By Sally Lo
Although Toronto is a big city, there are few organizations that offer social media classes. The Toronto Reference Library offers a free 1 or 2-hour class once a month. The Toronto District School Board's Overland Learning Centre offers social media classes in the fall and spring in two 8-week sessions (2-hour classes held once per week).
Social media has expanded and matured since the days when it was considered just a means for teenagers to connect with friends. Being computer-literate and social media-savvy has become essential for work, study and play in modern society. ProTech Media Centre offers free computer training to the public. They also run a social media class about once a month. I attended two unforgettable classes at ProTech last summer. Host Lucy Watson (of The Black Chick Group) teaches a very interactive class on social networking sites such as Facebook, Twitter and LinkedIn. The social media class in May was aimed at small business owners and how they can use social networking to promote their businesses.
Lucy’s advice on using social media? Don’t use it to sell products but to share what you know. That may involve teaching others a skill, such as how to play the drums.
Social Media + Facetime = Success
I spoke to several small business owners in the Toronto Beach and Leslieville neighbourhoods recently about their use of social media to promote their businesses. All of the companies are currently on Facebook and Twitter. Some are also using Groupon, an online deals website, to attract new customers with special discounts.
Rochelle Straker owns the home decor/entertaining store Cry If I Want To with her sister Allison. She explains, “Not having a social media presence is like having no website 5 to 10 years ago. It builds your brand and reputation. It humanizes you. It makes (your) business like real people.”
There was a common thread among the business owners that I noticed. They do not hide behind social networking sites. They use them as a tool, along with personal interaction in their retail spaces to build relationships and their brands.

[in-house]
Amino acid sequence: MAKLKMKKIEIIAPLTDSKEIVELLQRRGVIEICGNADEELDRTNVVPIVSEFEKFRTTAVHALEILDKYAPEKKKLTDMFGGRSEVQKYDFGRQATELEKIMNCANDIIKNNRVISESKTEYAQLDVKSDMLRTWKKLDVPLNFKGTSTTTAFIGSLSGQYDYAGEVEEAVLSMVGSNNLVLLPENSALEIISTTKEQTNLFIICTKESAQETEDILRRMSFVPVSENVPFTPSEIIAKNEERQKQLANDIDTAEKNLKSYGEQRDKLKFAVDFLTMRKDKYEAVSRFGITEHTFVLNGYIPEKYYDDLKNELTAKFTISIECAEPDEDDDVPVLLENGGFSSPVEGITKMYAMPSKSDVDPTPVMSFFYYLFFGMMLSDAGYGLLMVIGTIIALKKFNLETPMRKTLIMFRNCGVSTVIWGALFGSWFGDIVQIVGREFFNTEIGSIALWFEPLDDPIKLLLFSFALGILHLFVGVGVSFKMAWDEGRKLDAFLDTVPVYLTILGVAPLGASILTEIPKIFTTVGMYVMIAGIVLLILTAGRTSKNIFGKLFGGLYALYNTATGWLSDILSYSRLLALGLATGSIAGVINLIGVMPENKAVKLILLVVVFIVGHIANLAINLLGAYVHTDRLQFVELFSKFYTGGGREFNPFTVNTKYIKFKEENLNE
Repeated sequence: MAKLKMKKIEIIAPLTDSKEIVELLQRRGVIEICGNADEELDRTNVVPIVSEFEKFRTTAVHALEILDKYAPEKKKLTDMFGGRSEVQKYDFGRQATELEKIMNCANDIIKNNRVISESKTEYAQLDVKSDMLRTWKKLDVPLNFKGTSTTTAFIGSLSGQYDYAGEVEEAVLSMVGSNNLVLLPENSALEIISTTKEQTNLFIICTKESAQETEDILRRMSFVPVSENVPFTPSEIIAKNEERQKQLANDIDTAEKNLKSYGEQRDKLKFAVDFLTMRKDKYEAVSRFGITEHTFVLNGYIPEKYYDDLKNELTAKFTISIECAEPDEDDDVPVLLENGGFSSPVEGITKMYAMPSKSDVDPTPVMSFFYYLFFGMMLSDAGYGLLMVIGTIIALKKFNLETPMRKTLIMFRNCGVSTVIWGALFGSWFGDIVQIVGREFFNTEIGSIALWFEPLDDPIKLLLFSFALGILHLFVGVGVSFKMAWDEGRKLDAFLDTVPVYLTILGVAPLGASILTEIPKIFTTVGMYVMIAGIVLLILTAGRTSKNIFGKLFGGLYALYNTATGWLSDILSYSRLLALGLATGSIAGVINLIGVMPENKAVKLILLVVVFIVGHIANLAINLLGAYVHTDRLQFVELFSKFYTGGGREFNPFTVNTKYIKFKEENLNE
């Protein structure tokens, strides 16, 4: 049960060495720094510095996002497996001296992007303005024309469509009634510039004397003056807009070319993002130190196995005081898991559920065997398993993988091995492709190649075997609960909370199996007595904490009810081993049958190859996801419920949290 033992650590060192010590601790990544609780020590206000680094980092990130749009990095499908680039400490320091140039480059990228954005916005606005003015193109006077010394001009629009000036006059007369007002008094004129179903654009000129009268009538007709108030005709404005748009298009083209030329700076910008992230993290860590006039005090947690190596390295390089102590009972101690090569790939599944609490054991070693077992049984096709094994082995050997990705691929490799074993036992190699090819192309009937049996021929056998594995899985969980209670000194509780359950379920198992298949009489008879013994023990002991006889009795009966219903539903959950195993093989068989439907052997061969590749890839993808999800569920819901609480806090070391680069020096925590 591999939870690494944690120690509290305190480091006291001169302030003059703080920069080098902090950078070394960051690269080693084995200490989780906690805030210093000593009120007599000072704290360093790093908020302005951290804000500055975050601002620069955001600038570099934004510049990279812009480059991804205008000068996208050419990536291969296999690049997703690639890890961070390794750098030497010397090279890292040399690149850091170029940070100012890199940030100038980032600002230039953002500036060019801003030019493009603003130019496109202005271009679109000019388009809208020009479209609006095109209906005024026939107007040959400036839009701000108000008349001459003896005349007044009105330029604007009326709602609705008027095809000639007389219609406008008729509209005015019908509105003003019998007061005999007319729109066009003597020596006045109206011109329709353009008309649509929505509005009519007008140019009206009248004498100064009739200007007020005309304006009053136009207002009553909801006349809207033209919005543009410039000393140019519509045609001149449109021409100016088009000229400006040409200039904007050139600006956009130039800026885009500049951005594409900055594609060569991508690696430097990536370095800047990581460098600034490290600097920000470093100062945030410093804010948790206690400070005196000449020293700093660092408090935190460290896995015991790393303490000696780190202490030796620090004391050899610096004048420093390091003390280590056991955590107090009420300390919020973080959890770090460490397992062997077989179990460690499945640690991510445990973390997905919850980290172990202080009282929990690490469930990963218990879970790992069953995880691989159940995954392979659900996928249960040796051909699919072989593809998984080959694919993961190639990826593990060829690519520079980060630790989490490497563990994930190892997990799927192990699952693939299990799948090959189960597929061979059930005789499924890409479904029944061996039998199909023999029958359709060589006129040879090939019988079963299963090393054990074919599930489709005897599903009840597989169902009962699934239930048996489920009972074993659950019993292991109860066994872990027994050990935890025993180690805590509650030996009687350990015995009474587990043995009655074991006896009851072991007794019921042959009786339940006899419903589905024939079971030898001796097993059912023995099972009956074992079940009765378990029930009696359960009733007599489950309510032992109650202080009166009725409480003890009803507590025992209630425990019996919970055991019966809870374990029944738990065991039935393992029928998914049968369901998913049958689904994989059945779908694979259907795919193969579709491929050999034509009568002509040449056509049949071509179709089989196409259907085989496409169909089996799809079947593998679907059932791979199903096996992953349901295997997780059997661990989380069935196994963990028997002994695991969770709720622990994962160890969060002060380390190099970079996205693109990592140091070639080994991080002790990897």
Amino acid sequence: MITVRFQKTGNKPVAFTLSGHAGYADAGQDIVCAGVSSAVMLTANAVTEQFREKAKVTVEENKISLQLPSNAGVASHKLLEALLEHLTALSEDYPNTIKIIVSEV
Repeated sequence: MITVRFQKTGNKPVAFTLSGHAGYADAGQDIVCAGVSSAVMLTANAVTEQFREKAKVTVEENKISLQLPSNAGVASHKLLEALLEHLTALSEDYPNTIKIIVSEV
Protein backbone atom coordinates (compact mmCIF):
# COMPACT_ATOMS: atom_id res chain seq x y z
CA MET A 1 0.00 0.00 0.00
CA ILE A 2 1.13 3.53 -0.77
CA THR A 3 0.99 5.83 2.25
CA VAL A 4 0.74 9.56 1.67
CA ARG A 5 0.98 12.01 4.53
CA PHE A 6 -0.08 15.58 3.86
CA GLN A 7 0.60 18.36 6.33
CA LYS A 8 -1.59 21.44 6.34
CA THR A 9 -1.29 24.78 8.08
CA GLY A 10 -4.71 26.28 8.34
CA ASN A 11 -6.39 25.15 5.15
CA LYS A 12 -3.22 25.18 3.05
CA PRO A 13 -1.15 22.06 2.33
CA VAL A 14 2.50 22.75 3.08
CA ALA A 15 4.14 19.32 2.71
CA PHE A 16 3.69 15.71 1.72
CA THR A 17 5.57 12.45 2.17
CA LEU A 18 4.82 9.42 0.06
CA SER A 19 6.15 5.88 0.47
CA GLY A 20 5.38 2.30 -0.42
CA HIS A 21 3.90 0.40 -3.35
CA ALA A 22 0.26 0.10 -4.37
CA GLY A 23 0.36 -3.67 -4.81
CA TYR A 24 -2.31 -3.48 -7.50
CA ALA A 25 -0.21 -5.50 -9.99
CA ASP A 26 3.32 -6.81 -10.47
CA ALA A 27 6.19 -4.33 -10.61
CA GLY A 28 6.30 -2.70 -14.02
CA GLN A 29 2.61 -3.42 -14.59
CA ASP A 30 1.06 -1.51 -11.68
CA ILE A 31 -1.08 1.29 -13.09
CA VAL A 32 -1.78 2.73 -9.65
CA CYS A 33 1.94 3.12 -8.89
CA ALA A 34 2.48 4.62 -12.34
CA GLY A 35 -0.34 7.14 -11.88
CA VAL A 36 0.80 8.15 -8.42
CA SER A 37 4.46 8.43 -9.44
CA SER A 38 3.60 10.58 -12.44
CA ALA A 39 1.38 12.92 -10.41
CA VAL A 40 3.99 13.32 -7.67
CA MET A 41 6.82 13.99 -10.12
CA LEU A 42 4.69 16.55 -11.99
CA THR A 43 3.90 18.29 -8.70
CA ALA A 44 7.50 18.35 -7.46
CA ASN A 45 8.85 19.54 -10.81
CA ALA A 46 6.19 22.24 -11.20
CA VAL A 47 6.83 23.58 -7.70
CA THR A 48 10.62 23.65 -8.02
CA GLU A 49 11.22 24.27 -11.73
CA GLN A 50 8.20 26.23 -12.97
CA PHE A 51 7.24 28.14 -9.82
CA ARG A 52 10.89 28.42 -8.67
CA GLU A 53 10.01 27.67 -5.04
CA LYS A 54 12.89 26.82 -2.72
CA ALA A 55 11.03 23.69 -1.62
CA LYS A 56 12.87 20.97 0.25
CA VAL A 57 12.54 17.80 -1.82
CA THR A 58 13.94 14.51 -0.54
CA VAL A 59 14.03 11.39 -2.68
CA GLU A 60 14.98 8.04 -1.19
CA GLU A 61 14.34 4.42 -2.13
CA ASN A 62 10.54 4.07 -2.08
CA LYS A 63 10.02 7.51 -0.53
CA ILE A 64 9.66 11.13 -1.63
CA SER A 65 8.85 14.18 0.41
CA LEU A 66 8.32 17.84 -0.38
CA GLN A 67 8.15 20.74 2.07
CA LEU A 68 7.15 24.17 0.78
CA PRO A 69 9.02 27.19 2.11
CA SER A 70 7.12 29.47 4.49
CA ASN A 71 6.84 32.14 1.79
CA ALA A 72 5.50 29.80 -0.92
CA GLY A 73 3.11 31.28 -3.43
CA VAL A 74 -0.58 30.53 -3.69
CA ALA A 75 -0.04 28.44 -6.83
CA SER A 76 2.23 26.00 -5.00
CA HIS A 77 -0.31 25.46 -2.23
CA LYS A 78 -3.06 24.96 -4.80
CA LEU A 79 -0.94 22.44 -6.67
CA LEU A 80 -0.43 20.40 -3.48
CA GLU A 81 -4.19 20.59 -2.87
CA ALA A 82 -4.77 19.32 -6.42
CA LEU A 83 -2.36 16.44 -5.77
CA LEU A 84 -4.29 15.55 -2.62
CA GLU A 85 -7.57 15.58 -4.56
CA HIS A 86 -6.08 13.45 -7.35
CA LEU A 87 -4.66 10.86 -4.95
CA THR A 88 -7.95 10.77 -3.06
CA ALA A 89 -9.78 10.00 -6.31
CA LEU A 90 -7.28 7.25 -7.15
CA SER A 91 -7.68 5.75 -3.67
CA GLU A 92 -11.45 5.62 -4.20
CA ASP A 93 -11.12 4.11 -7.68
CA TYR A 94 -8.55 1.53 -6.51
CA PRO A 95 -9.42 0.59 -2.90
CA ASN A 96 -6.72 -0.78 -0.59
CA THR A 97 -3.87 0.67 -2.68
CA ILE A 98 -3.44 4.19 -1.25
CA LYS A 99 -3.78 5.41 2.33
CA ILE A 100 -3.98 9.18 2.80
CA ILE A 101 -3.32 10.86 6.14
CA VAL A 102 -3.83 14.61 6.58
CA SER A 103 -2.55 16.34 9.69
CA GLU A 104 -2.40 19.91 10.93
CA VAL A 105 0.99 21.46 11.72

Miko Schechter and Jennifer Campbell offer a “Stitch and Bitch Night” every Tuesday evening at The Purple Purl. The women are co-owners of the local yarn shop/small cafe. Every Tuesday night, anyone is invited to sit around a circle and talk about crafts, work or their personal lives. Customers and potential customers chat in this “community space”, develop bonds and work on crafts at the same time. Miko explained that social media cannot reach their full market since some customers are not online. The store's customers range in
age from a three-year-old to a 104-year-old!
Donna Poulidis is the owner of Prana Fitness, a new yoga and exercise studio. Besides using Groupon to promote her business, Donna held a special Spa Night at Prana in July to raise money for a local charity. The event was open to members and the general public and included free services such as a hot stone massage. In closing social media has become part of day to day business for small and large companies. The encouraging thing is that you can do it yourself, to cut costs. Or add it into your advertising budget. Your target market is out there and wants to connect with you. Engage, share and stay connected.
Dwayne Reno CEO & Founder
Social Chat Blog
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